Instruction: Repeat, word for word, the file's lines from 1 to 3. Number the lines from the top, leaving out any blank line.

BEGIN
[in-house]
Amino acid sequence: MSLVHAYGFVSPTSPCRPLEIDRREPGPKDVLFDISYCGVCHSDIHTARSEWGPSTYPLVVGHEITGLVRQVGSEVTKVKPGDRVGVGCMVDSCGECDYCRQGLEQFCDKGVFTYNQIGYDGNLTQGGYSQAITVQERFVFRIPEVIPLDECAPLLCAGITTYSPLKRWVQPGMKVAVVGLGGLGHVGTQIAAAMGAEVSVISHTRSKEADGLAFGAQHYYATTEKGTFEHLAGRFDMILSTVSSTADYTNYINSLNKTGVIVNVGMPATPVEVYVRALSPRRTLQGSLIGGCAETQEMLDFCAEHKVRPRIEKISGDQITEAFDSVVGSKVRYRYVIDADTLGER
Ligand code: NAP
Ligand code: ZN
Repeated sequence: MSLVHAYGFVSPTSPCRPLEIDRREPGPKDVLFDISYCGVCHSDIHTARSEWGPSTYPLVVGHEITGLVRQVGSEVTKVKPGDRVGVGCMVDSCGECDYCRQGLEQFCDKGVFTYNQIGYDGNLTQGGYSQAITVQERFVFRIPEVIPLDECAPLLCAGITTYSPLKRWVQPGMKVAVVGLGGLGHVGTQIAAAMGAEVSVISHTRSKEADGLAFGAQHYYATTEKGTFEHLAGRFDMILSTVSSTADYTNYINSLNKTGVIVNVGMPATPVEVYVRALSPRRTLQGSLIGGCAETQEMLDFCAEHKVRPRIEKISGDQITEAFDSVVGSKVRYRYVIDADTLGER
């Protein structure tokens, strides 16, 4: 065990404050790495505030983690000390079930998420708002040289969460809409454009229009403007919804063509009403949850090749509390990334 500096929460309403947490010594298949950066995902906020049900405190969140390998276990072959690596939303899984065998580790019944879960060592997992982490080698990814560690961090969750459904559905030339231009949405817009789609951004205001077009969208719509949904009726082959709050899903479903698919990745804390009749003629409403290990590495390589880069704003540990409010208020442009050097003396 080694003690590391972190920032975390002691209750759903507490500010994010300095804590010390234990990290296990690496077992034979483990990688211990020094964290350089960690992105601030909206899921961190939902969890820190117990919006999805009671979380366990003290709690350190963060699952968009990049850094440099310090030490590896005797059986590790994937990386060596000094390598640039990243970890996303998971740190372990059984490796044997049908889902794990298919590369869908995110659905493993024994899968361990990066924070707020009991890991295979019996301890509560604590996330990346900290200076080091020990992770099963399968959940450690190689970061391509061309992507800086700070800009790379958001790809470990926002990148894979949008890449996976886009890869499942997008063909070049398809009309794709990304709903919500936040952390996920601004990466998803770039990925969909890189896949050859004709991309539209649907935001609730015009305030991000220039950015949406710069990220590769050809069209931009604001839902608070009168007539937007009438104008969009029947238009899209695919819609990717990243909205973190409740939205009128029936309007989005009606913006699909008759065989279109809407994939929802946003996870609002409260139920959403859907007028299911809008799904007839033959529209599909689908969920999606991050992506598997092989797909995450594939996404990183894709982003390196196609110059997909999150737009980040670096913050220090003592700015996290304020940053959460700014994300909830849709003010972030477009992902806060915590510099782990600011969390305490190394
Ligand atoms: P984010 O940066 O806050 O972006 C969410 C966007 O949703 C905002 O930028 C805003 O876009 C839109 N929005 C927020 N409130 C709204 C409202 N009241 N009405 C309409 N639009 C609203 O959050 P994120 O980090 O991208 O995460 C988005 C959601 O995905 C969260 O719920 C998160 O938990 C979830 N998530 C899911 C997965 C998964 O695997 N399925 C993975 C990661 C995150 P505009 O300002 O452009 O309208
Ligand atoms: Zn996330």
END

[in-house]
Amino acid sequence: MSLVHAYGFVSPTSPCRPLEIDRREPGPKDVLFDISYCGVCHSDIHTARSEWGPSTYPLVVGHEITGLVRQVGSEVTKVKPGDRVGVGCMVDSCGECDYCRQGLEQFCDKGVFTYNQIGYDGNLTQGGYSQAITVQERFVFRIPEVIPLDECAPLLCAGITTYSPLKRWVQPGMKVAVVGLGGLGHVGTQIAAAMGAEVSVISHTRSKEADGLAFGAQHYYATTEKGTFEHLAGRFDMILSTVSSTADYTNYINSLNKTGVIVNVGMPATPVEVYVRALSPRRTLQGSLIGGCAETQEMLDFCAEHKVRPRIEKISGDQITEAFDSVVGSKVRYRYVIDADTLGER
Ligand code: NAP